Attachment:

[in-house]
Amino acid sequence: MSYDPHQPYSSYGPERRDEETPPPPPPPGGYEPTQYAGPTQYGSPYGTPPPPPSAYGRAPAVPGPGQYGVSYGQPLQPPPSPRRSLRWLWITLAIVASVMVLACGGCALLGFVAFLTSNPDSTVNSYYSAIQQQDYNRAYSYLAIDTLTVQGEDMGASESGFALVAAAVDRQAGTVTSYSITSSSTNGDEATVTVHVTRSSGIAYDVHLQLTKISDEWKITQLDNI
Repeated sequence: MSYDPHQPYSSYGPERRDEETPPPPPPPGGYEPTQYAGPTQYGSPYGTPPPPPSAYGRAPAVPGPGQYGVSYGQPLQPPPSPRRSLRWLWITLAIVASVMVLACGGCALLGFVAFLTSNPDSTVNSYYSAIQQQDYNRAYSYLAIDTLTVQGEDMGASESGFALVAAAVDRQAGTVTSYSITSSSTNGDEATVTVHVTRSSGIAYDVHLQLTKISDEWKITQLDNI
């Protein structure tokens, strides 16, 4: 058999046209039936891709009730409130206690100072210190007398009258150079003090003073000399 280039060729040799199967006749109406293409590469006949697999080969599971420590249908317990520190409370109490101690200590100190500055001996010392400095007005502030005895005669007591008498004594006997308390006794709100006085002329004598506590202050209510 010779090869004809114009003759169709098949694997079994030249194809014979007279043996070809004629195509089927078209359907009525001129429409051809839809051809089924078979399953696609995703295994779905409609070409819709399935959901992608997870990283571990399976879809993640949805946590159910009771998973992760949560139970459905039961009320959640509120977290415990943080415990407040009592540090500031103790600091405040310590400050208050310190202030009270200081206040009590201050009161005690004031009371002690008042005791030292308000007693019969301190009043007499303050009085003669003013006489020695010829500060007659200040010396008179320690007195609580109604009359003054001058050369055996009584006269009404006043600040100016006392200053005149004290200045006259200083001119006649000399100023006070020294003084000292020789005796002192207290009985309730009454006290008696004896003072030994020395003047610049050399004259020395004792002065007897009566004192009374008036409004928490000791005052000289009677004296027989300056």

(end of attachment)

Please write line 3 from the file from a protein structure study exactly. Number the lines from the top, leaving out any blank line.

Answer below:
Repeated sequence: MSYDPHQPYSSYGPERRDEETPPPPPPPGGYEPTQYAGPTQYGSPYGTPPPPPSAYGRAPAVPGPGQYGVSYGQPLQPPPSPRRSLRWLWITLAIVASVMVLACGGCALLGFVAFLTSNPDSTVNSYYSAIQQQDYNRAYSYLAIDTLTVQGEDMGASESGFALVAAAVDRQAGTVTSYSITSSSTNGDEATVTVHVTRSSGIAYDVHLQLTKISDEWKITQLDNI